How it works
You have a story idea, send it to us. Your story idea could be on social issues; data driven; of human interest; profiles, even hard news. Story ideas will be given context and shape by our editors before pitching it to various publishers.
If a story idea finds approval, the reporter will be told the story style and deadline. Right now we want stories written in English. Going ahead, we will accept stories in the Vernacular, as well. If you are one of the 101Reporters, you may also be commissioned stories.
The story submitted by the reporter is edited, and if required, reworked. Don’t split hair on writing style, or correct English. Leave that to our editors. Final story will be sent for your approval before it is sent to the publisher. All the stories go with reporters’ byline.
Once the story is cleared by the publisher, payment will be made within 30 days. We pay Rs. 3-5 per word, depending on the editing work needed, with a word limit of 900 per article. Even if a story is not published, 101Reporters will compensate, unless you have missed the deadline. We know the effort that goes into writing a story.
Our unique news platform sources original stories from grassroots reporters across the country, then edits and markets them to the national and international media. We bring reporters and publishers on a common platform for wider publication of socially-impacting stories. In recent years, there has been a paradigm shift in newsroom operations. Media houses are increasingly engaging reporters on work basis, not full-time. We intend to soften the blow. We believe important stories fail to find space in national media not because publishers are not interested but because they don’t have reporters to report them. And, there are scores of grassroots journalists looking for a platform. We are providing them one. Over the next one year we plan to have at least one reporter covering each of 664 districts of India.
India's largest network of grassroots reporters
Hinduism is a lifeline and a rich tradition that cannot flow in the veins of those who justify killing cows and eat beef.” Thus began UP Chief Minister Yogi Adityanath’s address to a crowd of over 4,000 people in a packed outdoor venue at Vijayanagar in Bangalore on Sunday.
Repercussions of Monday’s violence in Pune that broke out at an event where the 200th anniversary of the Bhima Koregaon battle was being commemorated, spread across other districts in Maharashtra on Tuesday.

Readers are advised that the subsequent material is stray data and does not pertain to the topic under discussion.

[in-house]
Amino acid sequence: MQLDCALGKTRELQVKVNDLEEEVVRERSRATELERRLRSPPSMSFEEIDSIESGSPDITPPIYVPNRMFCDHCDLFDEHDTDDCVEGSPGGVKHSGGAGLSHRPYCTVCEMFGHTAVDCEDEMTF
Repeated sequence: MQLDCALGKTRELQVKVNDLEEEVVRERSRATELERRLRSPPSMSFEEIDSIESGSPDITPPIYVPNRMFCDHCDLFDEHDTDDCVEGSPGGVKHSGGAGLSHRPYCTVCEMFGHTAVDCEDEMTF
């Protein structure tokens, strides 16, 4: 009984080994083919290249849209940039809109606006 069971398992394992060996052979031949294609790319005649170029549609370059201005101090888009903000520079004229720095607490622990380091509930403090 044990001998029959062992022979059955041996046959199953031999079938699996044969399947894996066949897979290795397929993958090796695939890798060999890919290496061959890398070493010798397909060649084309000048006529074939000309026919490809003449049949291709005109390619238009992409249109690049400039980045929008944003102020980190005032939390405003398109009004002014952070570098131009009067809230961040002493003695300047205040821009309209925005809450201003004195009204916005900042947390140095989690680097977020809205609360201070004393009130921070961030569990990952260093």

There are over 100,000 bus drivers in the Indian city of Bangalore, but only one of them is a woman. Preema Nadapatti now wants to get other women to take to the roads.
While the number of voters under ‘other’ category has doubled from 2013 to 2018, their inclusion in the electoral process is riddled with challenges. Watch the interview of Uma, founder of Jeeva, an organisation that lobbies for equal rights for transgenders in Karnataka.
While the political parties are getting ready for a big fight on May 12th, M N Sreehari, professor of Civil engineering at R V College of Engineering, talks on the condition of traffic in Bengaluru.
While 2013 Congress manifesto says they are committed to Bengaluru, a slum-free city, Bharath M. Palavalli, an Ashoka fellow and founder member of ‘Fields of view’ talks about the condition of slums in Bengaluru and inclusion of slum dwellers in the electoral process.
101Reporters has done extensive reporting on Karnataka elections with the help of its network of ground reporters from various districts across the state. In this photo story, we catch glimpses of polling day, as captured by our reporters.
15 May 2018, the day votes were counted for Karnataka Assembly Election, unfolded a topsy-turvy result that saw the BJP leading throughout the day but falling 7 seats short of a majority. A photo story from 101Reporters.com on the anxious moments in the run-up to results from across the state.
One of the worst affected districts in Andhra Pradesh, Anantapur is seeing its farmers leave their villages for cities due to water scarcity.
An American scholar’s effort towards building toilets in Uttar Pradesh villages is bringing dignity to the villagers’ life by enabling them to give up open defecation.